Credit Cards

You might think of credit cards as something you use for personal expenses, but many are tailored to businesses. Business credit cards typically give you 90 days to pay before accruing interest as opposed to 30 days. Some offer additional perks, such as discounted interest rates on major purchases. Credit cards are highly flexible, as they offer a line of credit rather than fixed sum of borrowed money. Your credit line might be $50,000, but that doesn’t mean you have to borrow it all at once or even at all. You can dip into it on an as-needed basis. The drawback is that interest rates usually are much higher than for bank loans, and if you make even a single payment late, your rate can skyrocket.

Family and Friends

Family and friends are another potential source of funds. You typically don’t have to fill out a lengthy application or argue the merits of your business’s financial statements. Most family and friends lend your business money because they care about you and want you to succeed, not because they see it as an investment opportunity. If you have family members or close friends with money to spare, and you’ve struck out with other funding sources, you might consider approaching them for help. The downside to borrowing from friends and family is that it can end friendships and strain familial relationships. Make sure you understand the potential fallout that could result from a worst-case scenario in which you’re unable to repay the funds.

Crowdfunding Sources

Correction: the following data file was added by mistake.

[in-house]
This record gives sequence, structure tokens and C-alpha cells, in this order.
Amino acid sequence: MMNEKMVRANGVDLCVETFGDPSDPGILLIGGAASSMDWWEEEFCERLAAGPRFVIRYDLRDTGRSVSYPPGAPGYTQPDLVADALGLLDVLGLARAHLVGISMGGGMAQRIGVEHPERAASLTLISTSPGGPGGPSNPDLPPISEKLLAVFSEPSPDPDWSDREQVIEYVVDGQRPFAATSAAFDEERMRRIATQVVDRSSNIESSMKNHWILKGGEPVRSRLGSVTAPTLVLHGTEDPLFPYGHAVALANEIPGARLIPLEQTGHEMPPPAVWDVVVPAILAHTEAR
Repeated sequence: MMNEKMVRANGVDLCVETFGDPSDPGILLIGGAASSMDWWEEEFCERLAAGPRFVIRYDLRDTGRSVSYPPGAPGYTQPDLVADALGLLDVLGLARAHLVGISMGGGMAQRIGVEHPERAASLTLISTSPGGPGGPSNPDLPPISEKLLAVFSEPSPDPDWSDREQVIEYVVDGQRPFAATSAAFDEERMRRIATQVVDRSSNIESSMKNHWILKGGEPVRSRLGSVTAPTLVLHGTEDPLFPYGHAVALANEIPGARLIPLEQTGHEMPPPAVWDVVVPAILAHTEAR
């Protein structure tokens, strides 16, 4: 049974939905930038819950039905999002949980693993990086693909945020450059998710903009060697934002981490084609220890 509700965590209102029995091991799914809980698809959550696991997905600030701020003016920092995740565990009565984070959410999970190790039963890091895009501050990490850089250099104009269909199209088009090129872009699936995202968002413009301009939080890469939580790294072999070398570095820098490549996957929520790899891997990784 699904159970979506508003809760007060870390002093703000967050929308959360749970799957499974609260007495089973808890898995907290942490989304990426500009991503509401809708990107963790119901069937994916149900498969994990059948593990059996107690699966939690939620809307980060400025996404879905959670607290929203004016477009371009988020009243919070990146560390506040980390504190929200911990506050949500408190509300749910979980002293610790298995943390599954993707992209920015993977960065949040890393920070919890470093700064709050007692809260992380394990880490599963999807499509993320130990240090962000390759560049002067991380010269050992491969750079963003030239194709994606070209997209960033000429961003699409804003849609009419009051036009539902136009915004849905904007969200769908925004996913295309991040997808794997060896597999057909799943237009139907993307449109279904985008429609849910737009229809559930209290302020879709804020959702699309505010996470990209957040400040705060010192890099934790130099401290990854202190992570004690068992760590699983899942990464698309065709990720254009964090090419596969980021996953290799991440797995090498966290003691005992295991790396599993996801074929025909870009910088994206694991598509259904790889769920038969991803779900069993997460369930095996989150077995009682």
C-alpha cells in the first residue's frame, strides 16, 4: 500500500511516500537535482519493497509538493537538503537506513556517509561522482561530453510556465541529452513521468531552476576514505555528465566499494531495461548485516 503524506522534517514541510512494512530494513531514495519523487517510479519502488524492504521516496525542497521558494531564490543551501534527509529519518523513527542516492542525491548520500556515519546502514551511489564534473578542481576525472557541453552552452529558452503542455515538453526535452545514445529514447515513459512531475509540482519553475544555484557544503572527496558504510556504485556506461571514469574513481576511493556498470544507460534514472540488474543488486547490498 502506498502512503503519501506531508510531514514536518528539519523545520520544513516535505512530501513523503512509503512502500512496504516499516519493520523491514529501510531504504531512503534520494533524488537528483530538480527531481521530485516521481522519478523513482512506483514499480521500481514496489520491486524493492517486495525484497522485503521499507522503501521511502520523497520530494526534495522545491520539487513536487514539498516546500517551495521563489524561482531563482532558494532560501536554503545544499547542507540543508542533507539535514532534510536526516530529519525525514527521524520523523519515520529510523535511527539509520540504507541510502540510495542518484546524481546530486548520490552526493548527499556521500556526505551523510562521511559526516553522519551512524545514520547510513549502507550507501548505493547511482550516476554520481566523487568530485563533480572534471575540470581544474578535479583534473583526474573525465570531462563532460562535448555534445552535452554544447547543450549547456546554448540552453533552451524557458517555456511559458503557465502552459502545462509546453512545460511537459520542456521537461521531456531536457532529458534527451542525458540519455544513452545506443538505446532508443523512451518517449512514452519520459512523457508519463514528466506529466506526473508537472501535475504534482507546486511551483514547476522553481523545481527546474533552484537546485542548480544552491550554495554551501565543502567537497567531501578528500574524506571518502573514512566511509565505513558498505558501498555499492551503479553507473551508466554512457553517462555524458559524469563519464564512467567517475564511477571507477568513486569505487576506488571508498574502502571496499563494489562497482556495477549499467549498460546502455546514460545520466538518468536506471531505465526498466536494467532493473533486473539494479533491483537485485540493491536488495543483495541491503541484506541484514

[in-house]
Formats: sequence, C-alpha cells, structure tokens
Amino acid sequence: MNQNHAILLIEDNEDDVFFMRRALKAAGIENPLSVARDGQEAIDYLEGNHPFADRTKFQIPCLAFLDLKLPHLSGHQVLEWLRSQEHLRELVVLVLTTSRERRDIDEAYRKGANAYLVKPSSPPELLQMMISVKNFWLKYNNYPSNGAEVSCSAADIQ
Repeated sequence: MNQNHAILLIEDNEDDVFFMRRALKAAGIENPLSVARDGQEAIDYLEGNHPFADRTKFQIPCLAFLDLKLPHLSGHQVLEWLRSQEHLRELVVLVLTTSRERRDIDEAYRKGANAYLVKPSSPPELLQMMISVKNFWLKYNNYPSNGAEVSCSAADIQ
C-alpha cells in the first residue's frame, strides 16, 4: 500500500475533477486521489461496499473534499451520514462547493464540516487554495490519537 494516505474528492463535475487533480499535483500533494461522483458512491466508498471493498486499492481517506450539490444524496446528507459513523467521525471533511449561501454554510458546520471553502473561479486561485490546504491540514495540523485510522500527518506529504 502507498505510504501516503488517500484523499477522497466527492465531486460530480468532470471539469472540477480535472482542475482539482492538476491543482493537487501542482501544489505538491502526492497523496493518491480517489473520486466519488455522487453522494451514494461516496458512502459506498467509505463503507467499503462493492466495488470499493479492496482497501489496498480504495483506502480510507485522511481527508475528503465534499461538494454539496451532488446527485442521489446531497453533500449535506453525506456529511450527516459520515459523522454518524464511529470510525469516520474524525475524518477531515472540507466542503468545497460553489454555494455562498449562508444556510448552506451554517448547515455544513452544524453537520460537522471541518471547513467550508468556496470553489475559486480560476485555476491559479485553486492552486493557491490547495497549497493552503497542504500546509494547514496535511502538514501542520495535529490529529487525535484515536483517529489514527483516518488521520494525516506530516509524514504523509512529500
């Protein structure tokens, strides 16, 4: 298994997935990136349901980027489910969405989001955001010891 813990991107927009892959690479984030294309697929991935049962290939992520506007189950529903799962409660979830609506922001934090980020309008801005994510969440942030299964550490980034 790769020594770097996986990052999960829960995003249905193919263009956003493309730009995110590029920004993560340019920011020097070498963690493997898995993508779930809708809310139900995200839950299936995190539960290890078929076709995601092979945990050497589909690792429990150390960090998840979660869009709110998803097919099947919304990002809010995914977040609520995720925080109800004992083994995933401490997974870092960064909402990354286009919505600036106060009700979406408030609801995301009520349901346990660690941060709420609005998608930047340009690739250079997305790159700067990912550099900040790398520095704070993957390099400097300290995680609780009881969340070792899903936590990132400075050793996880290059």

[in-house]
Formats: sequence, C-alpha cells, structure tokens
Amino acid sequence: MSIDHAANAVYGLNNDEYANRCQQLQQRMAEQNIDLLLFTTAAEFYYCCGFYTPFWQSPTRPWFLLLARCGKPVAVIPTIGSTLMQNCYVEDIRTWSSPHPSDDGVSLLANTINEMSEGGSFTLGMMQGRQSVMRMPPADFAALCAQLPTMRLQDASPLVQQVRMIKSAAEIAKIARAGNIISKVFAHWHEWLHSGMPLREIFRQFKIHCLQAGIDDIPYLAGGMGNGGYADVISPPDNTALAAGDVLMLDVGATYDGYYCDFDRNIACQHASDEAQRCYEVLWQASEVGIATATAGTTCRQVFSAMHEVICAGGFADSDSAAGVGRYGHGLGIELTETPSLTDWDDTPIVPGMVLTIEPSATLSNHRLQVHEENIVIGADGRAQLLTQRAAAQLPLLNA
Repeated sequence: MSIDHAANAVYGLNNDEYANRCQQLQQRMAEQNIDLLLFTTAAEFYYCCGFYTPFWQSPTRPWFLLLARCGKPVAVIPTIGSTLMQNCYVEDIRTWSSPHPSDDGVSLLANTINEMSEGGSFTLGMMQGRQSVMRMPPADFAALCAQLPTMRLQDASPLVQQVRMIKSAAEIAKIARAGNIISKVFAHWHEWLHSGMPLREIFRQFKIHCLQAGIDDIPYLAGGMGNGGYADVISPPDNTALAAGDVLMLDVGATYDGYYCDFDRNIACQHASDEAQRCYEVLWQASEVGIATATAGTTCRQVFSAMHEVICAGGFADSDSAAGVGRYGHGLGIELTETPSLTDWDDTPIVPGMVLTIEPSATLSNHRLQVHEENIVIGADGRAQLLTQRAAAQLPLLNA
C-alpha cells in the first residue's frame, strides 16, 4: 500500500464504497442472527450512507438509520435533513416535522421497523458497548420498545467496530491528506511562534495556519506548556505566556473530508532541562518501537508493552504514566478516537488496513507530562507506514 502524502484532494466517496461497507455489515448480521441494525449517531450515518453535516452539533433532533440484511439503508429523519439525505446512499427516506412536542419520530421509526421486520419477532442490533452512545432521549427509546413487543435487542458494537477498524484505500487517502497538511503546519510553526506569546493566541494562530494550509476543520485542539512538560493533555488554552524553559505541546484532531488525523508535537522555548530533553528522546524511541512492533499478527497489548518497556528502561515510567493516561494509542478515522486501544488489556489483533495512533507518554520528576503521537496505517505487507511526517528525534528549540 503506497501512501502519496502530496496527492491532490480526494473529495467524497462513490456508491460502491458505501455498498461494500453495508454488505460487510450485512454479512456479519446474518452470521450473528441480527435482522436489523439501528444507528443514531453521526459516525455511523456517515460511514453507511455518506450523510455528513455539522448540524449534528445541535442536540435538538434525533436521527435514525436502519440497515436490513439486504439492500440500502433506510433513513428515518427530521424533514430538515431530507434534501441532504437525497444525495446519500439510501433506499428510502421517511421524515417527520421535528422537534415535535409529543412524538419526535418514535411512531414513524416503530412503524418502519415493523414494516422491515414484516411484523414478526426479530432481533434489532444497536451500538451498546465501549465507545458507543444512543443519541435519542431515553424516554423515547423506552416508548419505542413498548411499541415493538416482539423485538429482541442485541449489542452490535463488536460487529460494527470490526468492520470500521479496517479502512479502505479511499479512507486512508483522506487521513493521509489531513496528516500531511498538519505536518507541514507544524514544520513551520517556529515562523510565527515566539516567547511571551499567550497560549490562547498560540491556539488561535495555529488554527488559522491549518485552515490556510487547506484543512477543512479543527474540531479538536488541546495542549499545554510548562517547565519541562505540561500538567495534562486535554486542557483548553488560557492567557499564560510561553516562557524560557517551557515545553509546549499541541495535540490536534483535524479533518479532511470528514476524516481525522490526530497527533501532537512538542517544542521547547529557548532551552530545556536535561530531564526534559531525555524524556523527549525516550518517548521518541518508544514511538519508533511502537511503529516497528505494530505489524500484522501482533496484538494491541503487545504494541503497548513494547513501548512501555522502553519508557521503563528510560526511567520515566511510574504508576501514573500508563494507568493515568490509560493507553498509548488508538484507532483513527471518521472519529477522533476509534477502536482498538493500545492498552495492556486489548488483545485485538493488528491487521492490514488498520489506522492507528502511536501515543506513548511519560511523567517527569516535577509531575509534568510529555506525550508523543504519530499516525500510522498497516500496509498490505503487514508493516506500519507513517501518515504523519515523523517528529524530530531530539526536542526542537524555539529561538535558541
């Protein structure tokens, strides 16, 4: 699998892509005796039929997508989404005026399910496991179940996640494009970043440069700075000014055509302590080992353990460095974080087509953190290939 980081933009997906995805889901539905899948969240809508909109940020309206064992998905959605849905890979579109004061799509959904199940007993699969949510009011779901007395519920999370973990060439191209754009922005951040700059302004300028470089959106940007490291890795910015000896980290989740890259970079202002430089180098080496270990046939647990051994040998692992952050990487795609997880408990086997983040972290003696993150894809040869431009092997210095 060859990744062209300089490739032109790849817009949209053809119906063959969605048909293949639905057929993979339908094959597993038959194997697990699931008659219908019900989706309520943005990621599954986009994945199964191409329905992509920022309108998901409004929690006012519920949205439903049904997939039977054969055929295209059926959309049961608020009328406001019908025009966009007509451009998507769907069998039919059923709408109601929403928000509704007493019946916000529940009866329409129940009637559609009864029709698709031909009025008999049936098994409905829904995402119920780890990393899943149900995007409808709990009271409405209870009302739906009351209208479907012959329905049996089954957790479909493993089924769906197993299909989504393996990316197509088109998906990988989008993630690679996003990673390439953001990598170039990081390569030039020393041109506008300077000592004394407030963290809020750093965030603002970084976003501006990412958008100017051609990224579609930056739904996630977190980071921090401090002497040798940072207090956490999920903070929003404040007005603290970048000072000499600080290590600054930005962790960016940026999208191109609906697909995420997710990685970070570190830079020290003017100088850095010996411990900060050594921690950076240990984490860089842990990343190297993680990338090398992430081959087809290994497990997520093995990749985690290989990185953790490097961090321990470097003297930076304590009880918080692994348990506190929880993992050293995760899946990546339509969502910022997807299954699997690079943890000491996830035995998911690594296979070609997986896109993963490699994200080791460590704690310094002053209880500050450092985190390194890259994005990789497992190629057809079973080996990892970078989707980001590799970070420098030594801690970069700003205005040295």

If you have a fantastic business idea that doesn’t fit into the neat little boxes drawn by traditional banks and lending institutions, consider crowdfunding sources. With crowdfunding, groups of strangers come together, each pledging money to fund a small business, charity, or cause. A host of online platforms exist to connect those seeking funding with those looking to invest. With crowdfunding, you have the flexibility to set your own repayment terms. You might offer a certain interest rate over a certain term or, alternatively, an equity share in the business based on the amount pledged. Some platforms, such as GoFundMe, encourage people to donate without expecting monetary compensation in return. The biggest downside to crowdfunding is that just because you put a campaign up on a platform, doesn’t mean people are going to fund your business. There are no guarantees. You might shatter your funding goal, you might get 50% of the way there, or you might have no one pledge money. Success in crowdfunding comes from giving people a reason to fund you, whether that is the potential for monetary gain or because your idea can somehow make the world better. You have many options for small business financing. By researching each one and understanding its pros and cons, you can find the best funding source for your small business.